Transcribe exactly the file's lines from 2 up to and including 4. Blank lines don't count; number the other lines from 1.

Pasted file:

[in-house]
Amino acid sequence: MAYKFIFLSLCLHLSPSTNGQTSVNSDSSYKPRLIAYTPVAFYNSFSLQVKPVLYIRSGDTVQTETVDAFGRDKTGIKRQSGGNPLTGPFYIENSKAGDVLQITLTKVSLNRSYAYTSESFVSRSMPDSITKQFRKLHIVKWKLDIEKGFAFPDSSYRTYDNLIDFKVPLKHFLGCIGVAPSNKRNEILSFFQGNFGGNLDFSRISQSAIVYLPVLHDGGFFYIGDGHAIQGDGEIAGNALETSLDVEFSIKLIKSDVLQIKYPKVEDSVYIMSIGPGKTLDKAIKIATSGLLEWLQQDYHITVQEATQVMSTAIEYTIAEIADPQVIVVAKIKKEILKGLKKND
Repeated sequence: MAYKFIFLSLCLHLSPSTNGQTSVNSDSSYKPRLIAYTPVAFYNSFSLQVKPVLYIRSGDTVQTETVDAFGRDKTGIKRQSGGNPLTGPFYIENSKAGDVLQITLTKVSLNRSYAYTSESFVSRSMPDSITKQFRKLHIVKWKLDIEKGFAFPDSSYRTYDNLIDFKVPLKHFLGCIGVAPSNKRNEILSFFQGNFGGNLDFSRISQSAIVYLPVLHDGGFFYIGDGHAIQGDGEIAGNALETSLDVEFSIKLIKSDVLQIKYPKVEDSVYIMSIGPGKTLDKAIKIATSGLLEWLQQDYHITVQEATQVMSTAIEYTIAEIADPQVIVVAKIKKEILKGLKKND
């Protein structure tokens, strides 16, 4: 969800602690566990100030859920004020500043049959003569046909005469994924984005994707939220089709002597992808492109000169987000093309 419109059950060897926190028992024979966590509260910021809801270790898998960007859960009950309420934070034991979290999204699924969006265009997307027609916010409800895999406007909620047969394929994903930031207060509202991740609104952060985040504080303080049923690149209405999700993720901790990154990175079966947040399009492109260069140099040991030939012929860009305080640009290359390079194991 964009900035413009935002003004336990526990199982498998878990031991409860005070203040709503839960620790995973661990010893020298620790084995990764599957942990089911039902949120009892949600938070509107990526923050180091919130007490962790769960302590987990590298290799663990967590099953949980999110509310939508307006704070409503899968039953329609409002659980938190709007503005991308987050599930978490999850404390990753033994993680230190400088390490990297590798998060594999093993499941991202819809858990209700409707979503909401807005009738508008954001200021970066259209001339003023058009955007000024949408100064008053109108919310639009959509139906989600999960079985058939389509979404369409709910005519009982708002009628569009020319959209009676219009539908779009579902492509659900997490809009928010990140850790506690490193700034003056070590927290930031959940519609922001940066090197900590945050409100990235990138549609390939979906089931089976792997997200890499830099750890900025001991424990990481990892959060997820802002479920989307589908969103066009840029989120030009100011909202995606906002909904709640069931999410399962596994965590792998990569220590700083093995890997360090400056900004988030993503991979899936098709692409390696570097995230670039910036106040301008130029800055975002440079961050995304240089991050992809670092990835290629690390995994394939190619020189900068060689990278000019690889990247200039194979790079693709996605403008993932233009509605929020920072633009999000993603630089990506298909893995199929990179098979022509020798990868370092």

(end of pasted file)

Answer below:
Amino acid sequence: MAYKFIFLSLCLHLSPSTNGQTSVNSDSSYKPRLIAYTPVAFYNSFSLQVKPVLYIRSGDTVQTETVDAFGRDKTGIKRQSGGNPLTGPFYIENSKAGDVLQITLTKVSLNRSYAYTSESFVSRSMPDSITKQFRKLHIVKWKLDIEKGFAFPDSSYRTYDNLIDFKVPLKHFLGCIGVAPSNKRNEILSFFQGNFGGNLDFSRISQSAIVYLPVLHDGGFFYIGDGHAIQGDGEIAGNALETSLDVEFSIKLIKSDVLQIKYPKVEDSVYIMSIGPGKTLDKAIKIATSGLLEWLQQDYHITVQEATQVMSTAIEYTIAEIADPQVIVVAKIKKEILKGLKKND
Repeated sequence: MAYKFIFLSLCLHLSPSTNGQTSVNSDSSYKPRLIAYTPVAFYNSFSLQVKPVLYIRSGDTVQTETVDAFGRDKTGIKRQSGGNPLTGPFYIENSKAGDVLQITLTKVSLNRSYAYTSESFVSRSMPDSITKQFRKLHIVKWKLDIEKGFAFPDSSYRTYDNLIDFKVPLKHFLGCIGVAPSNKRNEILSFFQGNFGGNLDFSRISQSAIVYLPVLHDGGFFYIGDGHAIQGDGEIAGNALETSLDVEFSIKLIKSDVLQIKYPKVEDSVYIMSIGPGKTLDKAIKIATSGLLEWLQQDYHITVQEATQVMSTAIEYTIAEIADPQVIVVAKIKKEILKGLKKND
């Protein structure tokens, strides 16, 4: 969800602690566990100030859920004020500043049959003569046909005469994924984005994707939220089709002597992808492109000169987000093309 419109059950060897926190028992024979966590509260910021809801270790898998960007859960009950309420934070034991979290999204699924969006265009997307027609916010409800895999406007909620047969394929994903930031207060509202991740609104952060985040504080303080049923690149209405999700993720901790990154990175079966947040399009492109260069140099040991030939012929860009305080640009290359390079194991 964009900035413009935002003004336990526990199982498998878990031991409860005070203040709503839960620790995973661990010893020298620790084995990764599957942990089911039902949120009892949600938070509107990526923050180091919130007490962790769960302590987990590298290799663990967590099953949980999110509310939508307006704070409503899968039953329609409002659980938190709007503005991308987050599930978490999850404390990753033994993680230190400088390490990297590798998060594999093993499941991202819809858990209700409707979503909401807005009738508008954001200021970066259209001339003023058009955007000024949408100064008053109108919310639009959509139906989600999960079985058939389509979404369409709910005519009982708002009628569009020319959209009676219009539908779009579902492509659900997490809009928010990140850790506690490193700034003056070590927290930031959940519609922001940066090197900590945050409100990235990138549609390939979906089931089976792997997200890499830099750890900025001991424990990481990892959060997820802002479920989307589908969103066009840029989120030009100011909202995606906002909904709640069931999410399962596994965590792998990569220590700083093995890997360090400056900004988030993503991979899936098709692409390696570097995230670039910036106040301008130029800055975002440079961050995304240089991050992809670092990835290629690390995994394939190619020189900068060689990278000019690889990247200039194979790079693709996605403008993932233009509605929020920072633009999000993603630089990506298909893995199929990179098979022509020798990868370092």